Huskies' second title starts great debate
Posted: Monday April 03, 2000 09:30 PM
PHILADELPHIA (AP) -- Now that Connecticut has won its second championship in women's basketball, its fans can start arguing: Who was better? This team or the one that went 35-0 in winning the 1995 title?
It has the makings of a lively debate, but might sell the team short. How about comparing this team to the 1997-98 Tennessee team that went 39-0 and is considered the best ever in the women's game?
True, Connecticut lost once this season. But it was by one point to Tennessee, the same Tennessee team the Huskies defeated in Knoxville earlier in the season, the same team they dismantled 71-52 in Sunday night's championship game to complete the run through the NCAA tournament.
Connecticut (36-1) averaged 91.3 points in its six NCAA games and had an average victory margin of 31. No game was closer than 15. The 19-point margin over Tennessee was the second largest in a championship game.
In '98, Tennessee averaged 88.5 points in the tournament and won by an average of 25, but had to fight for its life to beat North Carolina 76-70 in the regional finals. The Lady Vols won by 18 in the title game.
With Connecticut returning almost everyone next season, the tide might be turning in the battle for supremacy in women's basketball. Even after its 1995 title, UConn had been chasing Tennessee through the final years of the decade.
Judging by what happened Sunday night, the Huskies have caught up -- or perhaps taken the lead.
"You know Tennessee is a tough team," Connecticut's Shea Ralph said. "They have upheld a tradition for as long as I've known the game of basketball and watched it, as long as I've known I wanted to play at this level.
"Then UConn came around and they have challenged them. I think being a part of this rivalry is something very, very special."
The championship certainly was special for UConn coach Geno Auriemma, who grew up in the Philadelphia area and had dozens of friends and family members among the crowd of 20,060 at the First Union Center.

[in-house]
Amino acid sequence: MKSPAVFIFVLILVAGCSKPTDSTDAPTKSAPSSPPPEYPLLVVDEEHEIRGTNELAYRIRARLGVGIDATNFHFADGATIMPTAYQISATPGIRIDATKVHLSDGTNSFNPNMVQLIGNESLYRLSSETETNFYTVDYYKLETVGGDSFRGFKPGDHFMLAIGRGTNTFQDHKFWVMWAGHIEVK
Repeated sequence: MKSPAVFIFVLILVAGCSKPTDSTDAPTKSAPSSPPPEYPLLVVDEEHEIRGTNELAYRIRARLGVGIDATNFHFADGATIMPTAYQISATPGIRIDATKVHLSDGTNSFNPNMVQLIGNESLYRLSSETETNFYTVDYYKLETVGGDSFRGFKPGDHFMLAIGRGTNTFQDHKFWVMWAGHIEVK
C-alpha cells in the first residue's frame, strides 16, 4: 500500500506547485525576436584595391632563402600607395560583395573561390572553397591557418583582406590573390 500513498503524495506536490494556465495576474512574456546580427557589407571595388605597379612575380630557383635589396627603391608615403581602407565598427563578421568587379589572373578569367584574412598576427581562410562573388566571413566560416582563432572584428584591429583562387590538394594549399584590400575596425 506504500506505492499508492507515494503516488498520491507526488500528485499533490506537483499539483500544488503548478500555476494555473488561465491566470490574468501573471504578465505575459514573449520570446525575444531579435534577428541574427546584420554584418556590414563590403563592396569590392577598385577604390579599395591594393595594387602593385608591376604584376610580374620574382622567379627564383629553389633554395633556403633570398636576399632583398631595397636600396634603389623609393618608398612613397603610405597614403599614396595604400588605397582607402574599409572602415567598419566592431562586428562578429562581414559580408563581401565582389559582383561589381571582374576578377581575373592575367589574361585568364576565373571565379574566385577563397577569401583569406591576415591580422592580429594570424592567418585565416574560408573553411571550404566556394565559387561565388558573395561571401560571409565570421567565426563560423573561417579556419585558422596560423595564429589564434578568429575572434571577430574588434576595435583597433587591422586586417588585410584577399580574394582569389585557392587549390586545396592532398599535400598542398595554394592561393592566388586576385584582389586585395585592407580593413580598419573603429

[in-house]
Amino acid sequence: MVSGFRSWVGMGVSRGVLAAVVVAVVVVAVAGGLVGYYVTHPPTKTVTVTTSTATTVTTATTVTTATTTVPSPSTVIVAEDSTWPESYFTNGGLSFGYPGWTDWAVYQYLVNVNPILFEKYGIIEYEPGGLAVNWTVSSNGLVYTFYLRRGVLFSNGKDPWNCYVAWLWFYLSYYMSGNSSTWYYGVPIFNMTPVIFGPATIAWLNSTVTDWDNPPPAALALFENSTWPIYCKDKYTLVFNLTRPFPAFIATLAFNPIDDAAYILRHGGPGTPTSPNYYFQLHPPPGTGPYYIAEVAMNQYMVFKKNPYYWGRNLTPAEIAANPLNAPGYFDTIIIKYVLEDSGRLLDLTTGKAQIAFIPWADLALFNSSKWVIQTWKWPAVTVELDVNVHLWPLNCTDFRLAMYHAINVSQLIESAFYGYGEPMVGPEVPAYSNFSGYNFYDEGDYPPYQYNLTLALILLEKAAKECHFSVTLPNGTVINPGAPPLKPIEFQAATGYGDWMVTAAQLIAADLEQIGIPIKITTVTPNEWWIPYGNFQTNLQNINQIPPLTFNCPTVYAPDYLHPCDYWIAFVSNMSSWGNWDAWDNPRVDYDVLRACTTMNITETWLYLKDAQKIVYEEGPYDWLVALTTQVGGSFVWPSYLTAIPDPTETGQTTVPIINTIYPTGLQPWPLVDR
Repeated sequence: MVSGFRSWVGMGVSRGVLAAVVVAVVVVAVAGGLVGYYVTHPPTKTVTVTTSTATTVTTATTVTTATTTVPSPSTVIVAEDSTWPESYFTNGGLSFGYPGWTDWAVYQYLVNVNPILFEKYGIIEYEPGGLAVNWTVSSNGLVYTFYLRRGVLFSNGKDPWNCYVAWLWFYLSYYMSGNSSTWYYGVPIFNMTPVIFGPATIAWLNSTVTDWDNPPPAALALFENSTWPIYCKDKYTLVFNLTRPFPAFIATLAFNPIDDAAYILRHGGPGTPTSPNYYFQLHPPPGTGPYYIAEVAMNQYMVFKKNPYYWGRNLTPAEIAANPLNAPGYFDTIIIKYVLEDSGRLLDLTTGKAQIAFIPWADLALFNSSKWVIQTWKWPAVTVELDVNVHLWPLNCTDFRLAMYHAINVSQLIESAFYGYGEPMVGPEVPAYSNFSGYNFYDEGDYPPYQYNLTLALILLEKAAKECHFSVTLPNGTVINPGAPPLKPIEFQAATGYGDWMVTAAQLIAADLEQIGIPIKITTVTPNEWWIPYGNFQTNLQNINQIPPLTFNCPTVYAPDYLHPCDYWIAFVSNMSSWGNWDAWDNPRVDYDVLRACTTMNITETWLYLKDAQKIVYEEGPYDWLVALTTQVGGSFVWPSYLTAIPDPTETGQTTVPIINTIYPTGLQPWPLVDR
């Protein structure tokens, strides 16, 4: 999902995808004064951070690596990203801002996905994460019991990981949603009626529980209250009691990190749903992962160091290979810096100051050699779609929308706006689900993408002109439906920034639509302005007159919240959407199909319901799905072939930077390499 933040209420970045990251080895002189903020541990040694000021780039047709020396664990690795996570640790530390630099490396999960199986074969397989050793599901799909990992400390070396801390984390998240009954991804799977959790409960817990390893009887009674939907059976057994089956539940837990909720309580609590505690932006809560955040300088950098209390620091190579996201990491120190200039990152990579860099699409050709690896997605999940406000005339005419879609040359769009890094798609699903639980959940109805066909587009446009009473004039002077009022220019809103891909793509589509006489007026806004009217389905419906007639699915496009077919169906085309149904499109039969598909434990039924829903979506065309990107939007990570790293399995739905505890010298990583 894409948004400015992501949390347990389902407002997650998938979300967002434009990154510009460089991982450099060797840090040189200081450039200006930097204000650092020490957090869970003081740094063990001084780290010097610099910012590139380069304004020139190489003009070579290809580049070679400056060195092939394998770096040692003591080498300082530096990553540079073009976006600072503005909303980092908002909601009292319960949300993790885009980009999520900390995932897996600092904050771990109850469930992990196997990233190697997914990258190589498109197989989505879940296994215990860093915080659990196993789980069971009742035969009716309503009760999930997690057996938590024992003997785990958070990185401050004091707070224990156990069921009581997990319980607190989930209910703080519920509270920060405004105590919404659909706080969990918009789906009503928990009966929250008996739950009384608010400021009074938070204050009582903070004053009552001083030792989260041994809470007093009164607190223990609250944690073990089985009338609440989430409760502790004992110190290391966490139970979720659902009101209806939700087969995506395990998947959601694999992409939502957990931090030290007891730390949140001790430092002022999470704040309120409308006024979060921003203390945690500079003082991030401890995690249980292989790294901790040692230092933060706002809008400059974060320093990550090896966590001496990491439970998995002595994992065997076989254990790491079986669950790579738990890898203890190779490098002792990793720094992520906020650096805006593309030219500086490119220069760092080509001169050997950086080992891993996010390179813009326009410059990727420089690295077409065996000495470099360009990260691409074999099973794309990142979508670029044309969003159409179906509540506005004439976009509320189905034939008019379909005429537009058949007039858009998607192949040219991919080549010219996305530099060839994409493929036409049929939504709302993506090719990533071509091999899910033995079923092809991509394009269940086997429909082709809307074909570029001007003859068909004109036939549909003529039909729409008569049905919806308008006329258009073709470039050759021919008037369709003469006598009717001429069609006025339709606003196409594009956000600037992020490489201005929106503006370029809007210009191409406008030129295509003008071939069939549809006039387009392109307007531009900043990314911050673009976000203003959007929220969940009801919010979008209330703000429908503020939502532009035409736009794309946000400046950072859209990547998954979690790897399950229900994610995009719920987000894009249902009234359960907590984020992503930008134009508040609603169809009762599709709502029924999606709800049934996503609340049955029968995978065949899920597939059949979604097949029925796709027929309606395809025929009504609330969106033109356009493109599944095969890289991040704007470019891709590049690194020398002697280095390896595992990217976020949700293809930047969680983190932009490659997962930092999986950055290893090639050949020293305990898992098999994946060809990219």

Auriemma also guided Connecticut to its 1995 title. He brushed aside any talk of comparisons, but he did salute his current team's unselfishness. The Huskies were loaded with high school All-Americans and national players of the year. None averaged more than 15 points or 29 minutes a game.
"This team ... is going to go down as a great team because of the way they gave up of themselves," Auriemma said. "A lot of these kids were questioned repeatedly about, wouldn't you be happier playing somewhere else, playing more minutes, scoring more points or doing this and doing that.
"The fact that they were able to put that aside and win a national championship, I think this team sacrificed more and deserves everything it got."
And now, the Huskies want more.
"This season we had a great team and I think next year is going to be even better," All-American Svetlana Abrosimova said. "For a whole year, coach was telling us we have to be perfect, we have to make perfect passes, play great defense.
"We know that eventually we won a national championship, so we just have to repeat that."
Better next season? It's possible. Connecticut loses only Paige Sauer and Stacy Hansmeyer off this team. Neither started late in the season and each averaged just 3.9 points.
Plus, there's a top-five recruiting class coming in, led by Diana Taurasi, the national player of the year.
But next season is too far away for Ralph, the gritty 6-foot junior who underwent reconstructive knee operations less than six months apart in 1997. She then fought back to become an All-American and MVP of the Final Four.
"We're just going to enjoy this and everything about this," she said. "We've worked so hard this year, and we're going to enjoy every minute of it. I think we deserve it."
Nothing is certain, of course. Tennessee's championship in 1998 was the third straight for the Lady Vols and they returned all their key players the following season, yet didn't even get to the Final Four.
Still, when the national championship is settled in St. Louis next year, look for Connecticut to be there.